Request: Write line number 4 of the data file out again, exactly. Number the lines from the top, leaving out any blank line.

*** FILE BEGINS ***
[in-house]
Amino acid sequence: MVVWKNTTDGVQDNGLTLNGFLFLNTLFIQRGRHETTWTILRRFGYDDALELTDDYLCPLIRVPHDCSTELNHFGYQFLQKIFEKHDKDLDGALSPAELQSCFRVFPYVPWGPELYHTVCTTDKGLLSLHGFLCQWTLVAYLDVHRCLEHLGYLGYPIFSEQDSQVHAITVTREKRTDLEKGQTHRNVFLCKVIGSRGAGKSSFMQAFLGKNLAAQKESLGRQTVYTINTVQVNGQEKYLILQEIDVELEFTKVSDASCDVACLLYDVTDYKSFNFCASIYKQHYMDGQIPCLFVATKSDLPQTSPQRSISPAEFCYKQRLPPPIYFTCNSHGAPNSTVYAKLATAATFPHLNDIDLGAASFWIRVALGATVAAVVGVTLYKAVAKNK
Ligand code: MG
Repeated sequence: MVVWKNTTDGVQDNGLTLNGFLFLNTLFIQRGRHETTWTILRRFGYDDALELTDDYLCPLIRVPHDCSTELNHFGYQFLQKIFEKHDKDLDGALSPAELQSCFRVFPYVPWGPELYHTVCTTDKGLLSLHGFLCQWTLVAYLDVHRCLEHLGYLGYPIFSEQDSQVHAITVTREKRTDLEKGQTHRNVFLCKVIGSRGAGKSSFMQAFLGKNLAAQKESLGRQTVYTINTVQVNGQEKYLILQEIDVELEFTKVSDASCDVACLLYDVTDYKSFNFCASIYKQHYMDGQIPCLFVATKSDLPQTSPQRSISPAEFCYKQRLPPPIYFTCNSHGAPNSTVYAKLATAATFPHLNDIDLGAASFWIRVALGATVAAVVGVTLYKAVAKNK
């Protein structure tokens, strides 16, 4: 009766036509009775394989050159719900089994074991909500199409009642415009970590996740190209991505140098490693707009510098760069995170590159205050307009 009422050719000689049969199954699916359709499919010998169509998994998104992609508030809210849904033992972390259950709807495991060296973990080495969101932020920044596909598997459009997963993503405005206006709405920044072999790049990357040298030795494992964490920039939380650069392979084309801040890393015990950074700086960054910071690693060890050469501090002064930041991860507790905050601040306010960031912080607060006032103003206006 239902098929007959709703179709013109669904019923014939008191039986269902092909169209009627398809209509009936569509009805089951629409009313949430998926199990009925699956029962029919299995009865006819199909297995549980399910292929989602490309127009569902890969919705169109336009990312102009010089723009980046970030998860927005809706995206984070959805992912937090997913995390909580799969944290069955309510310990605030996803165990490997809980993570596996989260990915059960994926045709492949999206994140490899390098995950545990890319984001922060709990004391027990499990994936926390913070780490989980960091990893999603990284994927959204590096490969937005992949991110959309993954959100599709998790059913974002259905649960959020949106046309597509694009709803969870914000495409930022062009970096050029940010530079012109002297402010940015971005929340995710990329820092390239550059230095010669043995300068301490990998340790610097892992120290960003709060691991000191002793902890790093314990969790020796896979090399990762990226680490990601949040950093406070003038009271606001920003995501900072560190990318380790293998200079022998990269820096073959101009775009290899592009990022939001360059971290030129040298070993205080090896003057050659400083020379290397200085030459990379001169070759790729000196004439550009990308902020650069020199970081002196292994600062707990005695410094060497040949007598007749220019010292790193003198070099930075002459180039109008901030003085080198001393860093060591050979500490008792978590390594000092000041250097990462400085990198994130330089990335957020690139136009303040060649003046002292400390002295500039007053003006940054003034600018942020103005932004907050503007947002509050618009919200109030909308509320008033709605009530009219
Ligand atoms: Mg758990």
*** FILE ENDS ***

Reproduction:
Repeated sequence: MVVWKNTTDGVQDNGLTLNGFLFLNTLFIQRGRHETTWTILRRFGYDDALELTDDYLCPLIRVPHDCSTELNHFGYQFLQKIFEKHDKDLDGALSPAELQSCFRVFPYVPWGPELYHTVCTTDKGLLSLHGFLCQWTLVAYLDVHRCLEHLGYLGYPIFSEQDSQVHAITVTREKRTDLEKGQTHRNVFLCKVIGSRGAGKSSFMQAFLGKNLAAQKESLGRQTVYTINTVQVNGQEKYLILQEIDVELEFTKVSDASCDVACLLYDVTDYKSFNFCASIYKQHYMDGQIPCLFVATKSDLPQTSPQRSISPAEFCYKQRLPPPIYFTCNSHGAPNSTVYAKLATAATFPHLNDIDLGAASFWIRVALGATVAAVVGVTLYKAVAKNK